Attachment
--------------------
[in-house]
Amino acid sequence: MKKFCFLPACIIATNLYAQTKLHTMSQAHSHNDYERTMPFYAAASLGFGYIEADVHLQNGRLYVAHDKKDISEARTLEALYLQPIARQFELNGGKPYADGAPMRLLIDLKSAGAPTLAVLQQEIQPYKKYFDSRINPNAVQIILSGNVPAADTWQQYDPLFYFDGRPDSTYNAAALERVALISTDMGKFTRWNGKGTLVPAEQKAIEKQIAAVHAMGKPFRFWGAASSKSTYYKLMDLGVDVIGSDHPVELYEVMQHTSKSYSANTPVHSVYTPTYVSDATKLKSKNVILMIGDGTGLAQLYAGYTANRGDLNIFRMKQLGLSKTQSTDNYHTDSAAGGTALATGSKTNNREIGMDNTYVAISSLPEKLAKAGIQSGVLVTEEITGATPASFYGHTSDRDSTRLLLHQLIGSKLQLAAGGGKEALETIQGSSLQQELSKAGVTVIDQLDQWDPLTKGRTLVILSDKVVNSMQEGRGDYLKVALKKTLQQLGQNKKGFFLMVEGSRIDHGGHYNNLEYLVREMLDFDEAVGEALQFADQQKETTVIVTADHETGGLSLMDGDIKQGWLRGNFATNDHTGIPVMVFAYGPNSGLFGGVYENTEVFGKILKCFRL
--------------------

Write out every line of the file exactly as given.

[in-house]
Amino acid sequence: MKKFCFLPACIIATNLYAQTKLHTMSQAHSHNDYERTMPFYAAASLGFGYIEADVHLQNGRLYVAHDKKDISEARTLEALYLQPIARQFELNGGKPYADGAPMRLLIDLKSAGAPTLAVLQQEIQPYKKYFDSRINPNAVQIILSGNVPAADTWQQYDPLFYFDGRPDSTYNAAALERVALISTDMGKFTRWNGKGTLVPAEQKAIEKQIAAVHAMGKPFRFWGAASSKSTYYKLMDLGVDVIGSDHPVELYEVMQHTSKSYSANTPVHSVYTPTYVSDATKLKSKNVILMIGDGTGLAQLYAGYTANRGDLNIFRMKQLGLSKTQSTDNYHTDSAAGGTALATGSKTNNREIGMDNTYVAISSLPEKLAKAGIQSGVLVTEEITGATPASFYGHTSDRDSTRLLLHQLIGSKLQLAAGGGKEALETIQGSSLQQELSKAGVTVIDQLDQWDPLTKGRTLVILSDKVVNSMQEGRGDYLKVALKKTLQQLGQNKKGFFLMVEGSRIDHGGHYNNLEYLVREMLDFDEAVGEALQFADQQKETTVIVTADHETGGLSLMDGDIKQGWLRGNFATNDHTGIPVMVFAYGPNSGLFGGVYENTEVFGKILKCFRL